And as far as the swelling, there is a small amount but nothing major yet. Does it take a couple of days, weeks? He's only had full doses for a day and a half, and we haven't increased to the 120 mg yet (he's on 60 mg as of now). He seems very bright and playful, not feeling bad or sick.
I am so happy for you that you now are getting kitty to take treatment.
Regarding oral with or without food, I think the reason Dr. Fox stresses the feeding program isn't so much due to percentage-that-makes-it -into-the-bloodstream, but rather due to the fact the animal is likely to reject it unless you find an on-going method that works -- which, so far, always involves mixing with their food. Altering feeding patterns lessens the likelihood that the animal will continue accepting oral treatment. The treatment should work, if I understand correctly, even on an empty stomach. The good thing is getting it into the stomach and eventually to the tumor(s) or other neoplasm.
The oral dose limit is the level at which the animal can no longer tolerate the gastric distress. The antiemetic Reglan increases that limit.
Again, I'm not a vet so I'm not qualified to give advice. These are opinions I hold that seem to be reasonable and are based on observation and Dr. Fox's 96 page Clinical Guide (which advises care when treating cats as they have a lower tolerance, apparently).
While the cancer is dying, the cat's temperature may go up due to the additional inflammation, for a while. This is not unusual. It's also not unusual to have to stop the treatment due to gastric distress for awhile, and then restart with no ill effects later. I think the important thing is that you are using what appears to be the most effective treatment available for solid tumors.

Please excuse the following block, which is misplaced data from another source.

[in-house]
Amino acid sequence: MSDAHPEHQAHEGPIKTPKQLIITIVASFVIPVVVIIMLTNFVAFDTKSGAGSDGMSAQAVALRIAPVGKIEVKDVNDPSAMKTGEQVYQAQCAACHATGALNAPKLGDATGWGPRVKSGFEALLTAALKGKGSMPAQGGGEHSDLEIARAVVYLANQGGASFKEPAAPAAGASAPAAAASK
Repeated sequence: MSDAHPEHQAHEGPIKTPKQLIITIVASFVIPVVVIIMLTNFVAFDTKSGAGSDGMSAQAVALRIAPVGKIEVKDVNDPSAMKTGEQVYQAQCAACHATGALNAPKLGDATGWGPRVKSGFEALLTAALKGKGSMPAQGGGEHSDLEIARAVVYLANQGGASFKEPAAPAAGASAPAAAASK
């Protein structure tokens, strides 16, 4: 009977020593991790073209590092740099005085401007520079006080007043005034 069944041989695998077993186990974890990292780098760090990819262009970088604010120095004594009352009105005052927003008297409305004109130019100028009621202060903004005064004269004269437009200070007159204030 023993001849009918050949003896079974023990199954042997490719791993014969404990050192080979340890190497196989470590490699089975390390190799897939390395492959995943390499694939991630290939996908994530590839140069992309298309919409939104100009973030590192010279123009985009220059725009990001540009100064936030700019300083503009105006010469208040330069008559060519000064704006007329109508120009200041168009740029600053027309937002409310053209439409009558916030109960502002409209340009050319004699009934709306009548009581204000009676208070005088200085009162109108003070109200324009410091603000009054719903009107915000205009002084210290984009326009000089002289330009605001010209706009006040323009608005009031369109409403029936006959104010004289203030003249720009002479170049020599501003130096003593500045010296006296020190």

Hello again, - I need some more info if anyone can help...
In regards to Neoplasene treatment and effects - my Foo kitty was titrated up to a 90mg dose on the 15th. Within 24 hours, there has been large amounts of swellings - not only in the original site, but 5-6 different ones, and on the opposite side of his throat. I know this is how the medication is supposed to work, but how do you know it is not the cancer and to seek other treatment (steroids,etc) for the swellings. I know the steroids would render the current treatment with the Neoplasene useless, but he is not feeling well at all. I knew this would be part of the treatment, but at what point do you seek other support treatment options and what are they? I don't think it is a crisis situation as of yet, but I'm trying to get info to avoid that. I don't want to end up in the emergency clinic on Christmas Eve. My vet has had no experience with this and I can't get in touch with the creator of the med at this point, so I'm asking anyone who has had experience. This is stressful and scary to me and I love Foo, but I don't want to make him suffer.
Dr. Cheng, can you use Poly MVA (as you mentioned befoer) as an adjunct to Neoplasene, or would it interfer? Does it work in the same way?
Thank you all for any advice you can give. I apologize, but this is the only way I have found so far to get this information.